County rejected for rural internet funding

Community Featured

The Municipality of the County of Pictou has called upon other local municipalities for letters of support after the county lost funding for its current rural internet project from Develop Nova Scotia.

According to Warden Robert Parker and a press release sent out by the county, the MoPC initially had funding for the project awarded by Develop NS, which oversees the distribution of government funds for rural internet projects. Develop NS has now revoked the funding.

“We’ve held back on this since early January,” said Parker. “We played it out and played it out trying to get (Develop NS) to listen to common sense.”

In order to be able to apply for the funding, Parker shared that the county had to get qualified then put in a bid through a tender process where the lowest bid for the service would obtain the money.

This past August, the MoPC found out that it had been the winner for the Pictou County area to receive the money. After this period negotiations were set to begin. In October, Parker said they were then told that they were not meeting the qualifications and were bumped to second place, losing the money.

“According to Brian (Cullen, CAO for the County) there wasn’t really any negotiations,” said Parker.

He added that there seemed to be an issue with the numbers of unserved and underserved customers in the county with the county giving higher numbers than DNS. Parker said that for their unserved and underserved client numbers, MoPC is supported by their own testing as well as the CRTC, whereas DNS was using other lower numbers.

Parker went on to explain that he believes the DNS numbers are broken down to hexagonal areas of the county to determine coverage, giving the example that because the county office has high-speed internet the rest of the homes in that area must, which is not the case.

Parker cited this difference in numbers as to what he believes is the cause of MoPC losing the project funding.

“We’ve said to people very clearly we want everyone in Pictou County to have access” (to high speed internet), said Parker.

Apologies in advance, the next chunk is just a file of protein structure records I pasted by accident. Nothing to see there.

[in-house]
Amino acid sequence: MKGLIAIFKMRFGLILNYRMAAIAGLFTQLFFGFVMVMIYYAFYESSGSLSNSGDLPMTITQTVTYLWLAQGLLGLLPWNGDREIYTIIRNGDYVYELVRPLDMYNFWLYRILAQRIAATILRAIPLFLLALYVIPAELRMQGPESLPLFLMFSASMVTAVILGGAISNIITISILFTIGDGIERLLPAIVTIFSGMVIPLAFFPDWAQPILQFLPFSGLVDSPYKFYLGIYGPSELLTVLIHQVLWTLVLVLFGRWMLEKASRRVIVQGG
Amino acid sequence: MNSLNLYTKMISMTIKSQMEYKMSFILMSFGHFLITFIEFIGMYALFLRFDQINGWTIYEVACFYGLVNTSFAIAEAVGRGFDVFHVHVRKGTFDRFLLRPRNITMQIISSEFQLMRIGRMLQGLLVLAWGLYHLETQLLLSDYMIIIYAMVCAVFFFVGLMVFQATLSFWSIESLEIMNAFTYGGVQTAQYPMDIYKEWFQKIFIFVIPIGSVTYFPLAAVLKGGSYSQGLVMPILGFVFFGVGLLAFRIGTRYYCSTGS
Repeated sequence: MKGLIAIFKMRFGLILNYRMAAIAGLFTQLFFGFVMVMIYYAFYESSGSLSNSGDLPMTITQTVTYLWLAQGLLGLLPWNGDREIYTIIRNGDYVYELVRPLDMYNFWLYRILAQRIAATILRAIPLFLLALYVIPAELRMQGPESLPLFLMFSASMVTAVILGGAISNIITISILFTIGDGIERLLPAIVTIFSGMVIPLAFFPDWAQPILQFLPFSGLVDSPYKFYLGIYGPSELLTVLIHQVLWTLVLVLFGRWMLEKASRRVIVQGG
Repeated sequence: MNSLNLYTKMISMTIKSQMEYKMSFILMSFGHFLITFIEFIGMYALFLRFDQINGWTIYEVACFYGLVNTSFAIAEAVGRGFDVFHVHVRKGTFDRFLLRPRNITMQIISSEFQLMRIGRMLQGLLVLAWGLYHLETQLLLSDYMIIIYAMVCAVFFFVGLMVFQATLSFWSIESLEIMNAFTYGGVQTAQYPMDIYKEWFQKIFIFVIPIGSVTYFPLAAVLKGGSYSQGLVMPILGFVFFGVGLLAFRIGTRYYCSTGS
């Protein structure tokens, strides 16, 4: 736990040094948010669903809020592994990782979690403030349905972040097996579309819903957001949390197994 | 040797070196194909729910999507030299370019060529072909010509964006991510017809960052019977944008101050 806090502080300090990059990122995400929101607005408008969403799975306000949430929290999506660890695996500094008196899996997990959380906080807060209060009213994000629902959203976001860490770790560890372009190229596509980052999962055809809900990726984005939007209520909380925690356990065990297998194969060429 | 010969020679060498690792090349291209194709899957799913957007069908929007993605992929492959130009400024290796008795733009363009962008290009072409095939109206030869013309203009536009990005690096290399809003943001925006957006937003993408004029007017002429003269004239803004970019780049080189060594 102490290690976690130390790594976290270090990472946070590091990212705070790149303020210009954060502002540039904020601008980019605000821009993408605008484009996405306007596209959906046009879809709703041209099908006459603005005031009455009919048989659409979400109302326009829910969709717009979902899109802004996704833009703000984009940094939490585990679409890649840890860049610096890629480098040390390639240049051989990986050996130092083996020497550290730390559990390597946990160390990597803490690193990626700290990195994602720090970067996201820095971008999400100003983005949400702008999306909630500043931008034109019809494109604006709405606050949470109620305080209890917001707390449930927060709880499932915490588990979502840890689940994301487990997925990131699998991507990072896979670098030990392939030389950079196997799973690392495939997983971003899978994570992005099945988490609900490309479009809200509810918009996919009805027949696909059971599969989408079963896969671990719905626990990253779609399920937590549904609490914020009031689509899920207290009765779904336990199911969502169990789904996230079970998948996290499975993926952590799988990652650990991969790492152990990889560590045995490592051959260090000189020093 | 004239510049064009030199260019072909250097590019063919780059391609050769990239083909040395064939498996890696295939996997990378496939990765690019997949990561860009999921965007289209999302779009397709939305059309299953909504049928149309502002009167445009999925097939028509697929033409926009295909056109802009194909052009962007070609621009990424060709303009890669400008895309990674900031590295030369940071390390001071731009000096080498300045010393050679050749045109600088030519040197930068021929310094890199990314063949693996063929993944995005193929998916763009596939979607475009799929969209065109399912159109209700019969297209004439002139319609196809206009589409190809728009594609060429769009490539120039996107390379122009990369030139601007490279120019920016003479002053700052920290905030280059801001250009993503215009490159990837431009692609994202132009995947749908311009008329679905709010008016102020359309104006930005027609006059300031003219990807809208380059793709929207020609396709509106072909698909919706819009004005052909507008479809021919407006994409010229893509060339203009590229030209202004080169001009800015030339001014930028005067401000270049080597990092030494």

A response by DNS via email shared their take on the situation.

“Through the negotiation process, the financial terms of their proposal were changed by the Pictou Consortium to the extent that it was no longer the best value bid received in that region. Develop Nova Scotia was unable to recommend proceeding to fund the Pictou Consortium project on that basis,” said Deborah Page, director of Marketing and Communications for Develop NS.

Page acknowledged that DNS and the County have a shared objective of making internet available, they feel the need to ensure that the public funding is “expended in a responsible way to ensure the best value is achieved.”

“While we recognize it is not the outcome they desired, this decision was reviewed in detail with the Pictou Consortium and they acknowledged the issue that resulted in this decision,” said Page. The timeline given by DNS is slightly different, however, with the municipality sharing its intention of proceeding with the project in October as Parker shared and then sharing this again with DNS in March of this year.

Page also shared what the future plans for the funding will be for the time being.

“Following the conclusion of our negotiation with the Pictou Consortium, Develop Nova Scotia could have proceeded with an alternate project in the region. However, based on the indication from Pictou Consortium that it was proceeding with its own project in the area, we determined we would not proceed with a project for now,” she said. “Develop Nova Scotia also indicated that in the event that any portions of this area remain unserved or underserved in the future, we would include those areas in our project scope.”

Representatives of the county have also met with Business Minister of Nova Scotia Geoff MacLellan as they are worried about the effect this will have on rural businesses and those working from home in the county.

“This means a lot to businesses in Pictou County,” Parker said. A letter was sent to the minister to check in on the progress and MoPC has yet to hear back.

“We would have appreciated even a letter saying we received your letter,” Parker said. As of press time, MacLellan did not return calls from The Advocate for comment.

The county still hopes to proceed with the project regardless of the money that had been set aside specifically for this type of project that would have been beneficial to their operation.

“We could do a lot better job if we could get this money,” Parker said.